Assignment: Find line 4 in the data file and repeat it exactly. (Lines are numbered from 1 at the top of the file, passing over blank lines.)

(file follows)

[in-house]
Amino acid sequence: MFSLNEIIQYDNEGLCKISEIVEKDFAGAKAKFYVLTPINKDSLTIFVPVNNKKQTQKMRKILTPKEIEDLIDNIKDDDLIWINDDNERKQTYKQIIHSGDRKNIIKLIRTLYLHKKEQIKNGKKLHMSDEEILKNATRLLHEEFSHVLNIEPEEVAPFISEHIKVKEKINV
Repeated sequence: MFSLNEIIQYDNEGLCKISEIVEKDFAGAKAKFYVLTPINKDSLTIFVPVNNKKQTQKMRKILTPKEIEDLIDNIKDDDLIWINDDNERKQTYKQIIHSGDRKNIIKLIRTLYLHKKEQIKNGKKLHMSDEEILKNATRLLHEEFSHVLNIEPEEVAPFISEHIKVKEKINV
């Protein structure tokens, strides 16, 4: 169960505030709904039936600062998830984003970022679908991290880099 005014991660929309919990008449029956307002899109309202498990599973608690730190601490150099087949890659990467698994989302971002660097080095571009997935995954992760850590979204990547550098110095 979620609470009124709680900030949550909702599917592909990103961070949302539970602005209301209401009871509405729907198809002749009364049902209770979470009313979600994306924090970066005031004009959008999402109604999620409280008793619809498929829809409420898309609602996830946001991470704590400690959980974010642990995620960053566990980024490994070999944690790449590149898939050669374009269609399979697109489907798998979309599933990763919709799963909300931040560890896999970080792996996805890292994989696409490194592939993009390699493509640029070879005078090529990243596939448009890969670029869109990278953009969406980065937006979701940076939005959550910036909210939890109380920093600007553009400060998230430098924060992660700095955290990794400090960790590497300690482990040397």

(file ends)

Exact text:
């Protein structure tokens, strides 16, 4: 169960505030709904039936600062998830984003970022679908991290880099 005014991660929309919990008449029956307002899109309202498990599973608690730190601490150099087949890659990467698994989302971002660097080095571009997935995954992760850590979204990547550098110095 979620609470009124709680900030949550909702599917592909990103961070949302539970602005209301209401009871509405729907198809002749009364049902209770979470009313979600994306924090970066005031004009959008999402109604999620409280008793619809498929829809409420898309609602996830946001991470704590400690959980974010642990995620960053566990980024490994070999944690790449590149898939050669374009269609399979697109489907798998979309599933990763919709799963909300931040560890896999970080792996996805890292994989696409490194592939993009390699493509640029070879005078090529990243596939448009890969670029869109990278953009969406980065937006979701940076939005959550910036909210939890109380920093600007553009400060998230430098924060992660700095955290990794400090960790590497300690482990040397």